A year after the computer chip industry was hit with the twin hacking attacks of Spectre and Meltdown, manufacturers at this week’s CES technology trade show in Las Vegas unveiled new microprocessors designed to avoid the security weaknesses and, of course, improve performance. Although the chip industry’s real growth market these days is for servers used in cloud computing data centers, the CES announcements focused mainly on consumer products for smartphones, laptops, and PCs.
The leading maker of graphics chips had good news for hardcore video gamers. CEO Jensen Huang took the stage to announce that the company was finally bringing its latest Turing chip designs to the mainstream consumer gaming market.
The new GeForce RTX 2060 graphics card will cost $350 and provide 1.5 to 2 times the performance on popular personal computer games as Nvidia’s prior generation GTX 1060 chip. In addition to speeding up gaming, the new card will also be capable of editing 8K video footage, the most data-packed and high-resolution technology in use today. Huang also showed a higher-performance line of graphics chips for laptops called GeForce RTX.
Advanced Micro Devices
is getting ready to debut the second and third generation of its high-performance line of chips based on its Ryzen design. CEO Lisa Su, who ordered the overhaul that led to Ryzen, won’t take the main stage to give a keynote address until Wednesday. But AMD has released some of its new products ahead of the speech. A second generation of chips for laptops will run at speeds up to 4 GHz and also incorporate AMD’s Vega graphics chips.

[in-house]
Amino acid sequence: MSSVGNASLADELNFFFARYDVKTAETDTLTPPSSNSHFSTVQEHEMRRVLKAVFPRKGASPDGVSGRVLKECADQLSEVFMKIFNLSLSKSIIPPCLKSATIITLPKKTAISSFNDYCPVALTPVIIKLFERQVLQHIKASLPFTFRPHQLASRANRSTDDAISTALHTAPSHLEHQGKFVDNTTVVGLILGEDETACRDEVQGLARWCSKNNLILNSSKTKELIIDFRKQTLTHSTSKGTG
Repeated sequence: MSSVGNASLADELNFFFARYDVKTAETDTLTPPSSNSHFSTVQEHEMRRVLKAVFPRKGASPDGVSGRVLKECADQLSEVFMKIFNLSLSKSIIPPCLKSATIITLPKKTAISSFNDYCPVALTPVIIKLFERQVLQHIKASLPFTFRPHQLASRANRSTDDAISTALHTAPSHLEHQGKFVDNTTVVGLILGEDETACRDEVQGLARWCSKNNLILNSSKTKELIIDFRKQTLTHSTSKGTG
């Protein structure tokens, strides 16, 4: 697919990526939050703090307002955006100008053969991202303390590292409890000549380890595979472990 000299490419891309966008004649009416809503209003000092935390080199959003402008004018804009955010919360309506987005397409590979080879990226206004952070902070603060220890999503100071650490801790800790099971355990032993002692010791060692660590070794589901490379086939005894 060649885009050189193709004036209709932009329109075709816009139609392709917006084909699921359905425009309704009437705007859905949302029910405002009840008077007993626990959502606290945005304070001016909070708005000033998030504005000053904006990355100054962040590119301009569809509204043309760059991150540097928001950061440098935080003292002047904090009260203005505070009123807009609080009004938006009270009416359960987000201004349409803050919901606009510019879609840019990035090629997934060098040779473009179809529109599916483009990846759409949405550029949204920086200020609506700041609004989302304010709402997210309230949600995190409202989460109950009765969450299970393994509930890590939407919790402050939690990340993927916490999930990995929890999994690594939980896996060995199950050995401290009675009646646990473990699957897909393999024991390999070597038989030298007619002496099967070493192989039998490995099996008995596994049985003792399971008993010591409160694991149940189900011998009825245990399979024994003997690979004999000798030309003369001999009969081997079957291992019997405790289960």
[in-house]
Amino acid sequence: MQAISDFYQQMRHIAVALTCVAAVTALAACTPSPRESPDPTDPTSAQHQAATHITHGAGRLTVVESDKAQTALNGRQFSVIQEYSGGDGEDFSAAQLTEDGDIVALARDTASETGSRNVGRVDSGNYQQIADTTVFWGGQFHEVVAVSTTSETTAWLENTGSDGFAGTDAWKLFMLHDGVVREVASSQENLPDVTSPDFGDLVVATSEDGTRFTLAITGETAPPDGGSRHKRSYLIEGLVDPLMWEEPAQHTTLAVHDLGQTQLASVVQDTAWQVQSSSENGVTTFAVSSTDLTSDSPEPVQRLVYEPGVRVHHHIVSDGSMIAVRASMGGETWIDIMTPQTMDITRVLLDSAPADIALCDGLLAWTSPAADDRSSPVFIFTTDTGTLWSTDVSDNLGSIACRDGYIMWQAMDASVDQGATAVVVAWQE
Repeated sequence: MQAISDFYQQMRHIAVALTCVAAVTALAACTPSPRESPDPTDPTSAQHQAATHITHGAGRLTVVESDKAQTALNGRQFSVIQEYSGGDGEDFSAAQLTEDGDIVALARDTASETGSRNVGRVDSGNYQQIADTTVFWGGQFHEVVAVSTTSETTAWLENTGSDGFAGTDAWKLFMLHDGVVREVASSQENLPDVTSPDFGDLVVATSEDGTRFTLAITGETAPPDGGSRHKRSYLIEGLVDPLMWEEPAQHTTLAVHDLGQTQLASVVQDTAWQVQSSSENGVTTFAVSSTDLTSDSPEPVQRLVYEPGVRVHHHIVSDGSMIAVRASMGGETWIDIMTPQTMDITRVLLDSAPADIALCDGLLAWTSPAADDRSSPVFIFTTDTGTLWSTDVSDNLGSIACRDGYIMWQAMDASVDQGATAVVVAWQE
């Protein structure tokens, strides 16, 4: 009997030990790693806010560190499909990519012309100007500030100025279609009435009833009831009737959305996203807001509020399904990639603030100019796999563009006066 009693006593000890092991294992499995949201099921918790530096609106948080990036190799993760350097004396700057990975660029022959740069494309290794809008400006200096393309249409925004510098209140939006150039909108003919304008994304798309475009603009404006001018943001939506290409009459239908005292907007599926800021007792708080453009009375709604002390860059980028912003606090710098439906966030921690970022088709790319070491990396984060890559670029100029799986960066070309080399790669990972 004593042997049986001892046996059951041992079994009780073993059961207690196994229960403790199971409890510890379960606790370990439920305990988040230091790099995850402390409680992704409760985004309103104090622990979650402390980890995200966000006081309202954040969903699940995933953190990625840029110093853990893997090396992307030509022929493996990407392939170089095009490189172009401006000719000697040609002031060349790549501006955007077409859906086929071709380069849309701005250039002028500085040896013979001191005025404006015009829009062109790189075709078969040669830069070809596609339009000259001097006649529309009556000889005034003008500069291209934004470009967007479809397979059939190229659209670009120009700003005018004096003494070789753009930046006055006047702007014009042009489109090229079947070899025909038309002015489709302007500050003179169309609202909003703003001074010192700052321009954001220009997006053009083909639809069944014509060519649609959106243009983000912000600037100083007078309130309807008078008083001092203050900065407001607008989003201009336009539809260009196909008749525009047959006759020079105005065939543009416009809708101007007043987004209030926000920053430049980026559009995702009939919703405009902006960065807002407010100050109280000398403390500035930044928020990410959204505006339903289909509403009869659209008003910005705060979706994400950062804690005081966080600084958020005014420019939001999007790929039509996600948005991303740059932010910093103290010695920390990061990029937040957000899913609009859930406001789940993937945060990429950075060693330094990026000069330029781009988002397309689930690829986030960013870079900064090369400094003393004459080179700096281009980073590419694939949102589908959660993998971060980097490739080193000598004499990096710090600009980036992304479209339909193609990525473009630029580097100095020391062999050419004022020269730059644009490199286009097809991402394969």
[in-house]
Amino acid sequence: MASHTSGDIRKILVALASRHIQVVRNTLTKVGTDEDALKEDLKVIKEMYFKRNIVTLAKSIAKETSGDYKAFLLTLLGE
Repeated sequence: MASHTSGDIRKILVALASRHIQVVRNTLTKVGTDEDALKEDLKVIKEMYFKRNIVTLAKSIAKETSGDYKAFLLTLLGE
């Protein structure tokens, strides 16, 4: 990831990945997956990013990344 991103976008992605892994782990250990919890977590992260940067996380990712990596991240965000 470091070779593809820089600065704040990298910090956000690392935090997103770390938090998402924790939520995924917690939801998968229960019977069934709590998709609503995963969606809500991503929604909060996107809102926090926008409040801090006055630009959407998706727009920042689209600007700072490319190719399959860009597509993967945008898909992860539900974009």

With the growing sales of cheap laptops based on Google’s Chrome operating system software, AMD also decided to add a new line of chips dubbed Excavator for that segment. New Chromebooks from HP and Acer will be the first using Excavator chips, which AMD claims will outperform Intel’s low cost rivals, the Celeron N3350 and Pentium N4200.
The still-dominant force in PC chips, Intel, was focused on debuting products for the ninth generation of its Core lineup of microprocessors. Intel has struggled to move from manufacturing chips at a scale of 14 nanometers down to 10 nanometers, or about 1/10,000 the width of a human hair. Although the nanometer-based standards are more of a shorthand than an exact measurement of chip features, smaller scale means less power consumption and higher performance in the same size chip.
But at CES 2019, Intel
was finally able to debut a number of 10-nanometer products. Dubbed Ice Lake, the new line works better for artificial intelligence tasks like deep learning and also incorporates faster Wi-Fi technology called Wi-Fi 6. Still, new products with Ice Lake chips aren’t expected to reach consumer devices on the market until late in the year.